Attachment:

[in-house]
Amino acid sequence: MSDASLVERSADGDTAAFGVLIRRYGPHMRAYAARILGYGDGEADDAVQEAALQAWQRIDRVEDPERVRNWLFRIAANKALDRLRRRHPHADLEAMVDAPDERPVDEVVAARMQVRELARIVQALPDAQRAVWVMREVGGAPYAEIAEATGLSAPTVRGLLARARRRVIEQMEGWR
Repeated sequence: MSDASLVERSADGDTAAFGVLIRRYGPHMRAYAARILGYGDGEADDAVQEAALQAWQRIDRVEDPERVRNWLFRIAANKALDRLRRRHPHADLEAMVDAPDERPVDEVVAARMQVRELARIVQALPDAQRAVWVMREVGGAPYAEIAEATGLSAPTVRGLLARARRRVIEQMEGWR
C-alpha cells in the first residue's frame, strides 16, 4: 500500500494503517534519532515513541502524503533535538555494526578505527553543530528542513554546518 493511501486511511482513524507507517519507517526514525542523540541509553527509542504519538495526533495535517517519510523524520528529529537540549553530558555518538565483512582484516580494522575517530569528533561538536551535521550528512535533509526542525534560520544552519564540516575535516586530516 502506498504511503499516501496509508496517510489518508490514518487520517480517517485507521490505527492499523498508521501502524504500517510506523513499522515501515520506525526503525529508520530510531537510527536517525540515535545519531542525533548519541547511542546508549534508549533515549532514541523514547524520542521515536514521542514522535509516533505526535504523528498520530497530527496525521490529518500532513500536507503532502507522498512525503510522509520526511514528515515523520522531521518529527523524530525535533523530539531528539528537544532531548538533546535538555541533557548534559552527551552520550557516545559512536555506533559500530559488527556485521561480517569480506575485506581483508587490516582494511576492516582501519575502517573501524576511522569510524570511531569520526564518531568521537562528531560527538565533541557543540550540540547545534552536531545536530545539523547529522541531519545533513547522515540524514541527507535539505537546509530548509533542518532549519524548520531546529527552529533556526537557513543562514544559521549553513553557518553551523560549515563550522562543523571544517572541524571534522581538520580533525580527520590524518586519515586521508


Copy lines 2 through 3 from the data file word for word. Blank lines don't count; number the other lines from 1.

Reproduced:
Amino acid sequence: MSDASLVERSADGDTAAFGVLIRRYGPHMRAYAARILGYGDGEADDAVQEAALQAWQRIDRVEDPERVRNWLFRIAANKALDRLRRRHPHADLEAMVDAPDERPVDEVVAARMQVRELARIVQALPDAQRAVWVMREVGGAPYAEIAEATGLSAPTVRGLLARARRRVIEQMEGWR
Repeated sequence: MSDASLVERSADGDTAAFGVLIRRYGPHMRAYAARILGYGDGEADDAVQEAALQAWQRIDRVEDPERVRNWLFRIAANKALDRLRRRHPHADLEAMVDAPDERPVDEVVAARMQVRELARIVQALPDAQRAVWVMREVGGAPYAEIAEATGLSAPTVRGLLARARRRVIEQMEGWR